Take a look at the beta version of dw.com. We're not done yet! Your opinion can help us make it better.
Almost all main parties from across the political spectrum have pledged their support to Draghi. The former banker is now tasked with guiding Italy out of economic devastation brought on by the coronavirus pandemic.
Economist and former European Central Bank chief Mario Draghi has been sworn in as Italy's new prime minister
Former European Central Bank chief Mario Draghi was sworn in on Saturday as Italy's new prime minister.
The 73-year-old economist, credited by some with having saved the euro, will now be charged with political reform and leading Italy out of devastation wrought by the coronavirus pandemic.
"I swear to be loyal to the Republic," Draghi declared before Italian President Sergio Mattarella during the inauguration ceremony broadcast live on television from the presidential palace in Rome.
Draghi is expected to oversee spending of more than €200 billion ($242 billion) in European Union recovery funds aimed at relaunching the country's economy.
The government must be approved by votes of confidence in both houses of Parliament early next week.
After more than four weeks of political crisis, Draghi on Friday agreed to serve as the head of a new national unity government in a meeting with Mattarella.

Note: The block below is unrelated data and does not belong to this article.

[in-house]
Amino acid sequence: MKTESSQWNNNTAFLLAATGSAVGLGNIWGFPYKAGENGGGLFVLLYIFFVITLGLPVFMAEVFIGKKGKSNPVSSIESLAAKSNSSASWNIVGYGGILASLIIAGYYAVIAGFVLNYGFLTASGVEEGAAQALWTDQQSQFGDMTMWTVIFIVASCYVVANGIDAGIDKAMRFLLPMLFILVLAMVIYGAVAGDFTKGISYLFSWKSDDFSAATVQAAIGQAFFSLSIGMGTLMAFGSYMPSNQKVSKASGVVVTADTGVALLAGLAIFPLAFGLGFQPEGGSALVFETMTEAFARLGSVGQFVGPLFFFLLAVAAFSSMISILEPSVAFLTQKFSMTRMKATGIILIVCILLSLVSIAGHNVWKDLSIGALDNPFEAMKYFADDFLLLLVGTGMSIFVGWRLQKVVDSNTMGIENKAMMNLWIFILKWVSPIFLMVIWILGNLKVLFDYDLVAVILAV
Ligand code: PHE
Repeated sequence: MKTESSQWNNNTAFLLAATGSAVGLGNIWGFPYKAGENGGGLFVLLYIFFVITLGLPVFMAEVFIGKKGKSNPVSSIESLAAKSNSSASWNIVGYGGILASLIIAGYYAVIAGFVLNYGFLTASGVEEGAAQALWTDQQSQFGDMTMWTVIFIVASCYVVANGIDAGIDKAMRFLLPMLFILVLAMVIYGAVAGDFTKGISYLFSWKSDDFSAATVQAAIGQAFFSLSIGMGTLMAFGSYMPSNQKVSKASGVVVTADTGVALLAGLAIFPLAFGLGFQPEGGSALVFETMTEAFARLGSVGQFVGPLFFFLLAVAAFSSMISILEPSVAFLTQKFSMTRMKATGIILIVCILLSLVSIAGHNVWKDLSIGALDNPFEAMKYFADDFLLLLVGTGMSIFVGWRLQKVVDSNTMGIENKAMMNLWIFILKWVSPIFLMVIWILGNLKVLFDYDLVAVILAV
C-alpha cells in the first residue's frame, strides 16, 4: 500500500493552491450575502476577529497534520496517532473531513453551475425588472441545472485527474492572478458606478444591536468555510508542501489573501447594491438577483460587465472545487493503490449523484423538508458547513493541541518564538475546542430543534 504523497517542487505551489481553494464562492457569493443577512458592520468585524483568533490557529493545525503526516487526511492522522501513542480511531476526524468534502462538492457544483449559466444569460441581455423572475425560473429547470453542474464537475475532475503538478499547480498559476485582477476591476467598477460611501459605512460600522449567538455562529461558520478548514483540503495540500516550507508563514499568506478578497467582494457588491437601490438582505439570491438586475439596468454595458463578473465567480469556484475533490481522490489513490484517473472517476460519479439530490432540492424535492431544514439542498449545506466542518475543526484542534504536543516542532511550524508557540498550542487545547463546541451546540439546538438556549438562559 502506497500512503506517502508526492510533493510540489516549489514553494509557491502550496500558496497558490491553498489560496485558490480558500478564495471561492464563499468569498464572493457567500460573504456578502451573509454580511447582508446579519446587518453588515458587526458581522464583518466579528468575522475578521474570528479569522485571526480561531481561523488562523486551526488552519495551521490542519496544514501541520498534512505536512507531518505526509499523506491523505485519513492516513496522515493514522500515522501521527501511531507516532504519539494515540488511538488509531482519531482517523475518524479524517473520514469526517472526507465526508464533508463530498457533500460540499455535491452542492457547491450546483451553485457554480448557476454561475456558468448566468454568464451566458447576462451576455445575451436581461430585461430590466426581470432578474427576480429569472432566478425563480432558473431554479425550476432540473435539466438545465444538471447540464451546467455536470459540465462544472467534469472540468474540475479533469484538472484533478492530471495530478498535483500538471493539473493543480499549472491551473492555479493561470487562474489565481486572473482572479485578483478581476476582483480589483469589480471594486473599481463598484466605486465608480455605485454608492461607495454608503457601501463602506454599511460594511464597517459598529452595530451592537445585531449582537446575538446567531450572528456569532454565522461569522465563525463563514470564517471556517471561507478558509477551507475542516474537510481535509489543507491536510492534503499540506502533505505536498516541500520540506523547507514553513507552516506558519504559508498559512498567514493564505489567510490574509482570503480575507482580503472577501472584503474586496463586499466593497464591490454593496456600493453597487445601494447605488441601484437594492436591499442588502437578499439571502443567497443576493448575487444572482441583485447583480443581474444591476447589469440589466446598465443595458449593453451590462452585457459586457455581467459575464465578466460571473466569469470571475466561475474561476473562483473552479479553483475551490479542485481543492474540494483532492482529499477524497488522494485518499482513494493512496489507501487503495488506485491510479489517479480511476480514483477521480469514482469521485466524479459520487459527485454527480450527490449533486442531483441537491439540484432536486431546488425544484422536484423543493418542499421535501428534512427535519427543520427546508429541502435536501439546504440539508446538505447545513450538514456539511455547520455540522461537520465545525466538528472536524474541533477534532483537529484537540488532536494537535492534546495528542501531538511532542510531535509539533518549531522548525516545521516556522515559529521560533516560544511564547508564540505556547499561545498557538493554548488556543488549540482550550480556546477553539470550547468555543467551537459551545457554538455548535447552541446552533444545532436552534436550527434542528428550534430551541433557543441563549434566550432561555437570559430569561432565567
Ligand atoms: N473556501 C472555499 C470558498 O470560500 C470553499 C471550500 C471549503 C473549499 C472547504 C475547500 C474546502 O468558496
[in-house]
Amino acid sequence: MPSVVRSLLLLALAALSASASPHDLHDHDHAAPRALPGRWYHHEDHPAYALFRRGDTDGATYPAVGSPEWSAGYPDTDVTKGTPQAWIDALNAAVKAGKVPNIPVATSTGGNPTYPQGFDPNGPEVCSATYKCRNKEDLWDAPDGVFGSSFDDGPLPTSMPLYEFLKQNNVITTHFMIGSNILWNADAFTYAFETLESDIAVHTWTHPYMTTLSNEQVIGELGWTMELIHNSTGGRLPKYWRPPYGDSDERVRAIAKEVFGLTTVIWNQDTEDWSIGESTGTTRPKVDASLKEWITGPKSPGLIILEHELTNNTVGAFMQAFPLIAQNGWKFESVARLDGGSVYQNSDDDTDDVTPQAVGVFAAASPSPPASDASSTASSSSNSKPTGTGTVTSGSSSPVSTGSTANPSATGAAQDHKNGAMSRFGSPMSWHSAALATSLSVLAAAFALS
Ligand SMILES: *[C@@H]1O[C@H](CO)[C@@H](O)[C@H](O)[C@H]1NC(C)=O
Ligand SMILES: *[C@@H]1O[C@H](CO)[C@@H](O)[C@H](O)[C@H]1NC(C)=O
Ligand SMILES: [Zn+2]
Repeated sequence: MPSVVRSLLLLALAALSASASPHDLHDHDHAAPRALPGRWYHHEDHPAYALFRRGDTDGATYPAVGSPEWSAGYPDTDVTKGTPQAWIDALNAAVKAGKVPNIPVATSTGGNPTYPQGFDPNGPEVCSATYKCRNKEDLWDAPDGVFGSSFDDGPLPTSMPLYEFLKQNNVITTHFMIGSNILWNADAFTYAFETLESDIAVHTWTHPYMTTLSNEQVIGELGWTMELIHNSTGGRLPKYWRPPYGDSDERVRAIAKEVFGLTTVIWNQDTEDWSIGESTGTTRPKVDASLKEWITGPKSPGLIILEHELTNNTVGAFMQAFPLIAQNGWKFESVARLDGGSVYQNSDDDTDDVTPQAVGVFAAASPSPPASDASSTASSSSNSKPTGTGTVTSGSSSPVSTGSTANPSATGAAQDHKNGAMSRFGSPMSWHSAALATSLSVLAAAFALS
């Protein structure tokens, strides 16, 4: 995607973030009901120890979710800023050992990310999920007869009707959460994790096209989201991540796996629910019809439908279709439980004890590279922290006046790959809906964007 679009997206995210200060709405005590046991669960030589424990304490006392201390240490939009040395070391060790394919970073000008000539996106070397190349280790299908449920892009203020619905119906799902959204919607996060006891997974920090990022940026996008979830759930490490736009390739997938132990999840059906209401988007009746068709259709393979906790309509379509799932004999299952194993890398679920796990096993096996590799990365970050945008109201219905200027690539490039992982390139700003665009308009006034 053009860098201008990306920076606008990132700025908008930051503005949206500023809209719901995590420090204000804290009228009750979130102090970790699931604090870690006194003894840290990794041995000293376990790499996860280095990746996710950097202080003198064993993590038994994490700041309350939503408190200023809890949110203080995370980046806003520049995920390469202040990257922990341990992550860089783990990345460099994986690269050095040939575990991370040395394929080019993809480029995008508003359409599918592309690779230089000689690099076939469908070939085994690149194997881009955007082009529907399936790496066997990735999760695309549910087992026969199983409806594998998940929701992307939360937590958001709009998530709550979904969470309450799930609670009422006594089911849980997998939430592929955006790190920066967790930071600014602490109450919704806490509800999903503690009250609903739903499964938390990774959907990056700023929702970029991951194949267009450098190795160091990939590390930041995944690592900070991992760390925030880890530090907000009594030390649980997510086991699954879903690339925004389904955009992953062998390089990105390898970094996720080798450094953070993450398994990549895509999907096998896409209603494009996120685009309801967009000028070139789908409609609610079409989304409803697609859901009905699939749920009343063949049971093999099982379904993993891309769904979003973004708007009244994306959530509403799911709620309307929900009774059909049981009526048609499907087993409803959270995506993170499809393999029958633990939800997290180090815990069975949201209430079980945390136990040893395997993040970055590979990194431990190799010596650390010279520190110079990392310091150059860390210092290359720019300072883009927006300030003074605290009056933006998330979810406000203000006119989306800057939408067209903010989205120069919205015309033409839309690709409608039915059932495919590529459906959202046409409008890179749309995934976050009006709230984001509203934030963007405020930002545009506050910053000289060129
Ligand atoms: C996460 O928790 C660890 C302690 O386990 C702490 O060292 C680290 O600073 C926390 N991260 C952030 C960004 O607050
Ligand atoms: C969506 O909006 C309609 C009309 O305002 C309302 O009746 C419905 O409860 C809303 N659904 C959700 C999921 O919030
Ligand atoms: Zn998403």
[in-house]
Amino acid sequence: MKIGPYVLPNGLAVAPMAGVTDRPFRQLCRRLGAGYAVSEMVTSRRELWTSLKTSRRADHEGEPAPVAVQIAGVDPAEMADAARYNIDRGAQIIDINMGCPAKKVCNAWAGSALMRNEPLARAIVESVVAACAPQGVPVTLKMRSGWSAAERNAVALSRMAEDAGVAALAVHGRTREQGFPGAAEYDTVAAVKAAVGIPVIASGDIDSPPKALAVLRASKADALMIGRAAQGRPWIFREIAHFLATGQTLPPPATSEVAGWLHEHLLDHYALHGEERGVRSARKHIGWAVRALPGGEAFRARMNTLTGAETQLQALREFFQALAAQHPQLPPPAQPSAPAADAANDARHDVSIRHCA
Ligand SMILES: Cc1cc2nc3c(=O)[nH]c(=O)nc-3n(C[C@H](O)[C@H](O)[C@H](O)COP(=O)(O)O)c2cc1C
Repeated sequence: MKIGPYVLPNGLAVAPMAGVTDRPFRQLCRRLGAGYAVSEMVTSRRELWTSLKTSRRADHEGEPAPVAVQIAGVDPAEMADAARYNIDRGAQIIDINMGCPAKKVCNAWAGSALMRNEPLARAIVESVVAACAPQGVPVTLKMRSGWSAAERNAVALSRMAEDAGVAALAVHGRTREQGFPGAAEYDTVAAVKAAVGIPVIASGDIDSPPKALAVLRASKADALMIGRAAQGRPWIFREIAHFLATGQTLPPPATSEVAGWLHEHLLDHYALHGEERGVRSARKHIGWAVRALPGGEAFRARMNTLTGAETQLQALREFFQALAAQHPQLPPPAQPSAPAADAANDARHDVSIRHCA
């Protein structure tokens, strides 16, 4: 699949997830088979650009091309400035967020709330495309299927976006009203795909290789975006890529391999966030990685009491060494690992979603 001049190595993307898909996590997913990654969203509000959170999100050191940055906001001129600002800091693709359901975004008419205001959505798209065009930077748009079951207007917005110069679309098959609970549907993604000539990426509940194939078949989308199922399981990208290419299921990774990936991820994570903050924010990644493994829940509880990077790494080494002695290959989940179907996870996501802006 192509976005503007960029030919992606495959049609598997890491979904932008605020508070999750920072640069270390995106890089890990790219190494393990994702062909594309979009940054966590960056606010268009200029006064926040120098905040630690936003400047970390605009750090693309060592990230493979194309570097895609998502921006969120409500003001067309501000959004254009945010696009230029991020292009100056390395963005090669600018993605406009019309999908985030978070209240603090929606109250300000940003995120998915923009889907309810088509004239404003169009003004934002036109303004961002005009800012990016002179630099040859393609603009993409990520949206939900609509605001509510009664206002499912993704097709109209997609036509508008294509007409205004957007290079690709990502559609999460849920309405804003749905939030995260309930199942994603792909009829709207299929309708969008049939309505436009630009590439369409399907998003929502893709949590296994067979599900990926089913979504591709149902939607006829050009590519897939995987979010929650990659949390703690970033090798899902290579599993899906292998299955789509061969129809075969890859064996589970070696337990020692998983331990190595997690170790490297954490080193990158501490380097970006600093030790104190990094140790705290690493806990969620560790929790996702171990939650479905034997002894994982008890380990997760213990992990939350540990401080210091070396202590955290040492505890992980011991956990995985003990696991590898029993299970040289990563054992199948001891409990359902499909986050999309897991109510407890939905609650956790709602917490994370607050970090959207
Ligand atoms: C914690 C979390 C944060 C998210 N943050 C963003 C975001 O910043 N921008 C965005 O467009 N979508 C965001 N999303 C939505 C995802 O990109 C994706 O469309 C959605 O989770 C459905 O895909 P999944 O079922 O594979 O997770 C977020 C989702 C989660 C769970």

Draghi then assembled a government involving almost all of Italy's political parties. His Cabinet is a mix of technocrats, veteran politicians and existing ministers.
Only the ultra-right Fratelli d'Italia had announced from the beginning that its members would vote against his candidature.
Leader of the 5-Star Movement Luigi Di Maio will remain foreign minister.
Giancarlo Giorgetti, a senior figure in the League party, will be industry minister and Andrea Orlando from the center-left Democratic Party will be labor minister.
Marta Cartabia, who was president of the Constitutional Court until September 2020, will fill the post of justice minister.
Only eight women were named in the 23-strong Cabinet.
In an Ipsos poll published by the Corriere della Sera daily newspaper on Saturday, 62% of Italians surveyed said they supported Draghi.
The pandemic, which hit Italy one year ago, left more than 93,000 people dead and triggered Italy's deepest recession since World War II.
Many Italians hope they can count on Draghi's banking experience and his years working in the Italian civil service.
The government of Draghi's predecessor Giuseppe Conte, which had assumed office in September 2019, was the 66th in the Italian Republic. In mid-January, his coalition collapsed due to a dispute about the best way to disburse EU aid money to recover from the coronavirus crisis.
mvb/rc (AFP, AP, dpa, Reuters)